DUBAI: Saudi Arabia’s Crown Prince Mohammed bin Salman said in remarks published on Sunday that the kingdom will not hesitate to confront Iranian threats to its security. He joined the US in accusing its bitter rival Iran of being behind the attacks on two oil tankers travelling near the Strait of Hormuz, a vital trade route for Arabian energy exports to Asia.

Tensions in the Gulf have escalated since the US sent an aircraft carrier strike group and other military assets to the region in what it says is defensive posturing against alleged Iranian threats. The crisis takes root in the Trump administration’s decision to re-impose punishing economic sanctions on Tehran and its oil exports, after unilaterally withdrawing the US from the 2015 nuclear deal between Iran and world powers.

The US alleges Iran used limpet mines to target the tankers on Thursday, pointing to black-and-white footage it captured that American officials describe as an Iranian Revolu­tionary Guard vessel removing an unexploded mine from the Japanese-operated tanker Kokuka Courageous.

The Japanese tanker’s crew members appeared to contradict the assertion that mines were used. They described “flying objects” as having targeted the vessel.

In his first public comments regarding the attacks, the powerful Saudi prince, who is also defence minister and oversees all major levers of power in the country, said the incident “confirms the importance of our demands of the international community to take a decisive stance” against Iran’s behaviour.

“The kingdom does not seek war in the region,” the prince said, speaking with the Arabic-language newspaper Asharq al-Awsat. “But we will not hesitate to deal with any threat to our people, sovereignty and vital interests.” The prince claimed Iran had planned the attack’s timing to undercut the Japanese prime minister’s diplomatic efforts, during his visit to Tehran last week, to reduce regional tensions.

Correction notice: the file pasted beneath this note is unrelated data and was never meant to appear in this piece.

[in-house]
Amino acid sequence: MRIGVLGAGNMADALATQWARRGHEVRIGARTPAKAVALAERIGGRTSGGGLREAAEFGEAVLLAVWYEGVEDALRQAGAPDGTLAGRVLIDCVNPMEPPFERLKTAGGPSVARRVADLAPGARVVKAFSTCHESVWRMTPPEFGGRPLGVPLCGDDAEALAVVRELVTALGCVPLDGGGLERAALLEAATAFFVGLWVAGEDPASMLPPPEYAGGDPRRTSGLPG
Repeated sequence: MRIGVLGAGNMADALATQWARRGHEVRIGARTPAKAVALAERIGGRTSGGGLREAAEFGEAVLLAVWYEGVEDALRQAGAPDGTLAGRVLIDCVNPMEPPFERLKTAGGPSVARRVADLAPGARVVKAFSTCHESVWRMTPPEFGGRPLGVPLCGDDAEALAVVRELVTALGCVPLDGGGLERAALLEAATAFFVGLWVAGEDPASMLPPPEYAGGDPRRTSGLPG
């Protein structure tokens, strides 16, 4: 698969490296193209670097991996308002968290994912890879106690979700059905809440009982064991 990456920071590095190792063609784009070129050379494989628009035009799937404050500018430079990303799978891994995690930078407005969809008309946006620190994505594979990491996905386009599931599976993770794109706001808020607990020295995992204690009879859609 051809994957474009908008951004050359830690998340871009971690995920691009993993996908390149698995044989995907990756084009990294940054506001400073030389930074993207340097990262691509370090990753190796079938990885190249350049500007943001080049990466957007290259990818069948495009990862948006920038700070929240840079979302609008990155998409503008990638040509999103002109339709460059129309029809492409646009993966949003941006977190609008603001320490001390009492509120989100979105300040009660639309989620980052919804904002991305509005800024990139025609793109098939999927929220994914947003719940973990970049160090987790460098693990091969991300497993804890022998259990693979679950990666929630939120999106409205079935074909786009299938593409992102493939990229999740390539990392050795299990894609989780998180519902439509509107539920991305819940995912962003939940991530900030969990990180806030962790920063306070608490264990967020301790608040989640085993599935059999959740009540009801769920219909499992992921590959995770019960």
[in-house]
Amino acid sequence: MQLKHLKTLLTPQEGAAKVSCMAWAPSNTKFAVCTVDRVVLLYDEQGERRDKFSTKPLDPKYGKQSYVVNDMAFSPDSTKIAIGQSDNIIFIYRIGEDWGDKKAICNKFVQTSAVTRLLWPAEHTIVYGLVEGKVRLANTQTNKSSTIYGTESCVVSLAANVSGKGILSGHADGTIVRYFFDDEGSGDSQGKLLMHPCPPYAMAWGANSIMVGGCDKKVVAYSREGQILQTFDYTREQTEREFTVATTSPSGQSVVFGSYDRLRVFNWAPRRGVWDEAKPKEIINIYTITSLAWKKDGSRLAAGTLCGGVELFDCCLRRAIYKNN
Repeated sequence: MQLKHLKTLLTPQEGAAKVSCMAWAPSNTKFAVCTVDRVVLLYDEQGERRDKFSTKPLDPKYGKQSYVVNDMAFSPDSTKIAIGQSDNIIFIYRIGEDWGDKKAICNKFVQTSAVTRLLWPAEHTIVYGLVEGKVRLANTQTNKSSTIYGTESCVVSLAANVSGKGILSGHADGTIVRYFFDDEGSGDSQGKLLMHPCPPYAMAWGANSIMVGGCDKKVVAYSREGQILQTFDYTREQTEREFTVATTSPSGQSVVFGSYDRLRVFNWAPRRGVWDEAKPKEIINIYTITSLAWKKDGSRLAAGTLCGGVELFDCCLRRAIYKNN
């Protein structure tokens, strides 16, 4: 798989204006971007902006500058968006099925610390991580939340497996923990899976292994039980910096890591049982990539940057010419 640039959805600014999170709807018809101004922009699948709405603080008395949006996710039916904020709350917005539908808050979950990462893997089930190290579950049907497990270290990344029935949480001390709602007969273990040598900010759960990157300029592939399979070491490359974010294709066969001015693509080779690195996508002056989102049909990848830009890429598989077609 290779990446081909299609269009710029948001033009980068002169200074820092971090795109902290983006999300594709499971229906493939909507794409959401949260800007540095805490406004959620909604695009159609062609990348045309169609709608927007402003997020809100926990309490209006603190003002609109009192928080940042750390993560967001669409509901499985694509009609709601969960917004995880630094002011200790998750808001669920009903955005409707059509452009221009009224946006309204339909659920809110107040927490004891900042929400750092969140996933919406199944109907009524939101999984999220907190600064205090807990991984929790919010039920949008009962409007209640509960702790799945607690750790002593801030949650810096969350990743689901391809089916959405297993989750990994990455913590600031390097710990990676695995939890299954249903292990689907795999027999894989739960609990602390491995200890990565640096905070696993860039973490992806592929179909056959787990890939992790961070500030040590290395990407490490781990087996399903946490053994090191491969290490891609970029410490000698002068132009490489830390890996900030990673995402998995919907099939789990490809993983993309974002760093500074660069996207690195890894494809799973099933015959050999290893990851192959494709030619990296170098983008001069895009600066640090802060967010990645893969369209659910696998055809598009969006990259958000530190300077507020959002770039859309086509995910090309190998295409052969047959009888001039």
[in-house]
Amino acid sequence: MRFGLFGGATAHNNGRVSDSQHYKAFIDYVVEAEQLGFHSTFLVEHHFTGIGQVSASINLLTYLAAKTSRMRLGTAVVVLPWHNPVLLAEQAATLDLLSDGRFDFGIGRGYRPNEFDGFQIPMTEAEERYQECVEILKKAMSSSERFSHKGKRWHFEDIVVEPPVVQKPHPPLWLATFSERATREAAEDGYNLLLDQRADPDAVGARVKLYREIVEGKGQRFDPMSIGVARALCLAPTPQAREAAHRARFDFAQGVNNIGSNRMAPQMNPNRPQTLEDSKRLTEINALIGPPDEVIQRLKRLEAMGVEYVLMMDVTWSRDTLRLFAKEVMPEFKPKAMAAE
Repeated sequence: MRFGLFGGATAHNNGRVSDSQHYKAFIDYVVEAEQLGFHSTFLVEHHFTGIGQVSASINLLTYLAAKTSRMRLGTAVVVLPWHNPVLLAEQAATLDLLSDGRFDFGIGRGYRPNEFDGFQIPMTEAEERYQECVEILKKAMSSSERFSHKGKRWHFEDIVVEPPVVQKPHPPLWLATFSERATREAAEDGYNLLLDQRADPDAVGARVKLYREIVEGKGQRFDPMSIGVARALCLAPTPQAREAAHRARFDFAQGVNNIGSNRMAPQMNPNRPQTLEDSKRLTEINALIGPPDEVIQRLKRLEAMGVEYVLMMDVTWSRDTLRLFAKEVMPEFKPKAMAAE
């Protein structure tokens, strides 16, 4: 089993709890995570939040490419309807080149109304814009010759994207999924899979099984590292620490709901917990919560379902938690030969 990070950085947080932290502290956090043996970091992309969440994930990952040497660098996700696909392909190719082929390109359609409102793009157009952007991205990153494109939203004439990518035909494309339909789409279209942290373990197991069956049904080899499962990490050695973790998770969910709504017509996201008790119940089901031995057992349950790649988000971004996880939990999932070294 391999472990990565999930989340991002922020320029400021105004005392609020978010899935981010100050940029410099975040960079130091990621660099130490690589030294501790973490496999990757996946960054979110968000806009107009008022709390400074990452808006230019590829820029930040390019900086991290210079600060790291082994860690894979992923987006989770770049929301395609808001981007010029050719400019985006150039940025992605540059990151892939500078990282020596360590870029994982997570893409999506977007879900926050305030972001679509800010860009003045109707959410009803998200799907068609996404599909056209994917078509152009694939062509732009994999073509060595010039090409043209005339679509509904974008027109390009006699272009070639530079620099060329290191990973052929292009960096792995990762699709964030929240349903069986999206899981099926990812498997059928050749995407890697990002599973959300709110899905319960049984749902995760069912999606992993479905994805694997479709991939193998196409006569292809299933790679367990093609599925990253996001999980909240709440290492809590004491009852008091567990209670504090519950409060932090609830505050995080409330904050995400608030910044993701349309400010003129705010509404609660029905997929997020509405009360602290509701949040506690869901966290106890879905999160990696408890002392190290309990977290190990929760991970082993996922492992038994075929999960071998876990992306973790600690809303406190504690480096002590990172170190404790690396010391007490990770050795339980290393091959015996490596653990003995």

He did not offer any evidence to back up the allegation.

“The problem is in Tehran and not anywhere else,” he added. “Iran is always the party that’s escalating in the region, carrying out terrorist attacks and criminal attacks either directly or through its militias.” Prince Mohammed touted US-Saudi relations as “essential to achieving regional security and stability.”

Speaking on “Fox News Sunday,” Secretary of State Mike Pompeo reiterated the US official position. He claimed that intelligence officials have “lots of data, lots of evidence” tying Iran to the attacks, though he did not provide any specifics. He called the alleged shipping attacks “an international challenge, important to the entire globe.” He said Trump was following an “economic pressure campaign” against Iran but “we do not want war.” He added that the “unambiguous” object of US actions was that Iran would not get nuclear weapons.

Iran rejects accusations it was responsible for Thursday’s attacks, saying it stands ready to play an active and constructive role in ensuring the security of maritime passages. It said the massive US military presence in the region and US sanctions are the main sources of insecurity and instability in the Persian Gulf.

Thursday’s incidents forced the evacuation of all 44 sailors aboard the two vessels. On Saturday, journalists saw the crew members of the Norw­egian-owned oil tanker MT Front Altair arrive at Dubai International Airport, after spending two days in Iran.

The Front Altair, which caught fire after the apparent attack, limped into anchorage on Sunday off the eastern coast of the United Arab Emirates, near the port city of Khorfakkan.

Published in Dawn, June 17th, 2019